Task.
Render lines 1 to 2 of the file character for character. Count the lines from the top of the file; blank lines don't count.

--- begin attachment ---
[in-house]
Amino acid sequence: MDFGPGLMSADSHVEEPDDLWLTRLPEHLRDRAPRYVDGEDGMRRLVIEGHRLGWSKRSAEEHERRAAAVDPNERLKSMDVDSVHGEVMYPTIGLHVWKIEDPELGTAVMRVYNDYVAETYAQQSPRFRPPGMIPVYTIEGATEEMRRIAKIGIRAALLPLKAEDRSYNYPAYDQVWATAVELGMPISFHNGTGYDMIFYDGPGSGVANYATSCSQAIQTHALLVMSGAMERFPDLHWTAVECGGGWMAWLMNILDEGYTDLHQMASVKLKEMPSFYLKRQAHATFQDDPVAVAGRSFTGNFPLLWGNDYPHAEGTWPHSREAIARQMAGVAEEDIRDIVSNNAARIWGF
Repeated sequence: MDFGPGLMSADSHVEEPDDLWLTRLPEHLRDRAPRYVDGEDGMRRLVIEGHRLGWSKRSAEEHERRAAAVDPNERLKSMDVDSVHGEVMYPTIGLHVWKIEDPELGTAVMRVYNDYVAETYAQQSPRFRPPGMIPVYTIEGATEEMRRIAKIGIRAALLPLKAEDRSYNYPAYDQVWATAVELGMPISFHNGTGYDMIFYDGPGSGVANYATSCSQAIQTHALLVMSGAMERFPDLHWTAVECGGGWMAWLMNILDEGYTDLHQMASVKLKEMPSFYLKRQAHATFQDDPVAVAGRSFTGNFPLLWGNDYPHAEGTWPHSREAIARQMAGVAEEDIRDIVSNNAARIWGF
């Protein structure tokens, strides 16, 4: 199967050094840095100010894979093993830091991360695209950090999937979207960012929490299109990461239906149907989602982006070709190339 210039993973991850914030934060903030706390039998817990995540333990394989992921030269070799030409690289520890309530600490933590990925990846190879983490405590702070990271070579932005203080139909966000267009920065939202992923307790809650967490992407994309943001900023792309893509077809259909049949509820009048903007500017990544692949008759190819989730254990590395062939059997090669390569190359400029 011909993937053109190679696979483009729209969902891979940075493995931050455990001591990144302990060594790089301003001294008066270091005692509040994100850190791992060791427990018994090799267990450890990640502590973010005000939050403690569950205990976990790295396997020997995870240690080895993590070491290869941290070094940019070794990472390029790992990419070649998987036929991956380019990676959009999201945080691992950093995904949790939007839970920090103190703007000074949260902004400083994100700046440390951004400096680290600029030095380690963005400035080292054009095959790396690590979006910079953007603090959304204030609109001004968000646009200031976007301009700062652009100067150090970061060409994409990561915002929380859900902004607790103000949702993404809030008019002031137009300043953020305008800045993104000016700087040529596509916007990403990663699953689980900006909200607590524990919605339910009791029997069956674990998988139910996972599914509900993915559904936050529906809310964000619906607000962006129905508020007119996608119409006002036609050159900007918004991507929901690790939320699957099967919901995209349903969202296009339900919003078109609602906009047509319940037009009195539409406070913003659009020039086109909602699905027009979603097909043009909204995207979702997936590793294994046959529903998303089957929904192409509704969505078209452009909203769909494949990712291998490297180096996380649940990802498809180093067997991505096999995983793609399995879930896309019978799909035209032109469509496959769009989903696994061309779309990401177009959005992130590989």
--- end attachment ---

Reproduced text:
[in-house]
Amino acid sequence: MDFGPGLMSADSHVEEPDDLWLTRLPEHLRDRAPRYVDGEDGMRRLVIEGHRLGWSKRSAEEHERRAAAVDPNERLKSMDVDSVHGEVMYPTIGLHVWKIEDPELGTAVMRVYNDYVAETYAQQSPRFRPPGMIPVYTIEGATEEMRRIAKIGIRAALLPLKAEDRSYNYPAYDQVWATAVELGMPISFHNGTGYDMIFYDGPGSGVANYATSCSQAIQTHALLVMSGAMERFPDLHWTAVECGGGWMAWLMNILDEGYTDLHQMASVKLKEMPSFYLKRQAHATFQDDPVAVAGRSFTGNFPLLWGNDYPHAEGTWPHSREAIARQMAGVAEEDIRDIVSNNAARIWGF